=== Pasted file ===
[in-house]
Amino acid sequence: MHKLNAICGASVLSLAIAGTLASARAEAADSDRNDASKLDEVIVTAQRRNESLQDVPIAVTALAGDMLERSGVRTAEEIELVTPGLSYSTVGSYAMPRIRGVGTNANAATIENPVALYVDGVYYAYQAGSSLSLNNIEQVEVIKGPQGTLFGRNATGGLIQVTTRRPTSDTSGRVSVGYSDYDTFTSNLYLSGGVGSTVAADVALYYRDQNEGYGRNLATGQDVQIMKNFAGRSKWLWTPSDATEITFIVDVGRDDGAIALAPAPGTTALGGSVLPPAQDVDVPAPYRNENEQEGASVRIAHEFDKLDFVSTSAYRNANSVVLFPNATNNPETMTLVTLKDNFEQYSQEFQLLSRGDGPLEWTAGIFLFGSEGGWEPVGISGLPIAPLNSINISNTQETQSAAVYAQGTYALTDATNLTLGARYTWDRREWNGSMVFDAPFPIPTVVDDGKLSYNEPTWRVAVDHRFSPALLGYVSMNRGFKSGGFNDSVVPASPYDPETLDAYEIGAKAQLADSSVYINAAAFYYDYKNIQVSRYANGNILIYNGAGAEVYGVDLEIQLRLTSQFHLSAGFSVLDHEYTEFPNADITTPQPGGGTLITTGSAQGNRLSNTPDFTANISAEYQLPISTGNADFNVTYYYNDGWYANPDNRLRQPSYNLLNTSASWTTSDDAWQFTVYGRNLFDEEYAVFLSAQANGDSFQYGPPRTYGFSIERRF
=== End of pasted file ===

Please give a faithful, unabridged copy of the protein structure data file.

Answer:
[in-house]
Amino acid sequence: MHKLNAICGASVLSLAIAGTLASARAEAADSDRNDASKLDEVIVTAQRRNESLQDVPIAVTALAGDMLERSGVRTAEEIELVTPGLSYSTVGSYAMPRIRGVGTNANAATIENPVALYVDGVYYAYQAGSSLSLNNIEQVEVIKGPQGTLFGRNATGGLIQVTTRRPTSDTSGRVSVGYSDYDTFTSNLYLSGGVGSTVAADVALYYRDQNEGYGRNLATGQDVQIMKNFAGRSKWLWTPSDATEITFIVDVGRDDGAIALAPAPGTTALGGSVLPPAQDVDVPAPYRNENEQEGASVRIAHEFDKLDFVSTSAYRNANSVVLFPNATNNPETMTLVTLKDNFEQYSQEFQLLSRGDGPLEWTAGIFLFGSEGGWEPVGISGLPIAPLNSINISNTQETQSAAVYAQGTYALTDATNLTLGARYTWDRREWNGSMVFDAPFPIPTVVDDGKLSYNEPTWRVAVDHRFSPALLGYVSMNRGFKSGGFNDSVVPASPYDPETLDAYEIGAKAQLADSSVYINAAAFYYDYKNIQVSRYANGNILIYNGAGAEVYGVDLEIQLRLTSQFHLSAGFSVLDHEYTEFPNADITTPQPGGGTLITTGSAQGNRLSNTPDFTANISAEYQLPISTGNADFNVTYYYNDGWYANPDNRLRQPSYNLLNTSASWTTSDDAWQFTVYGRNLFDEEYAVFLSAQANGDSFQYGPPRTYGFSIERRF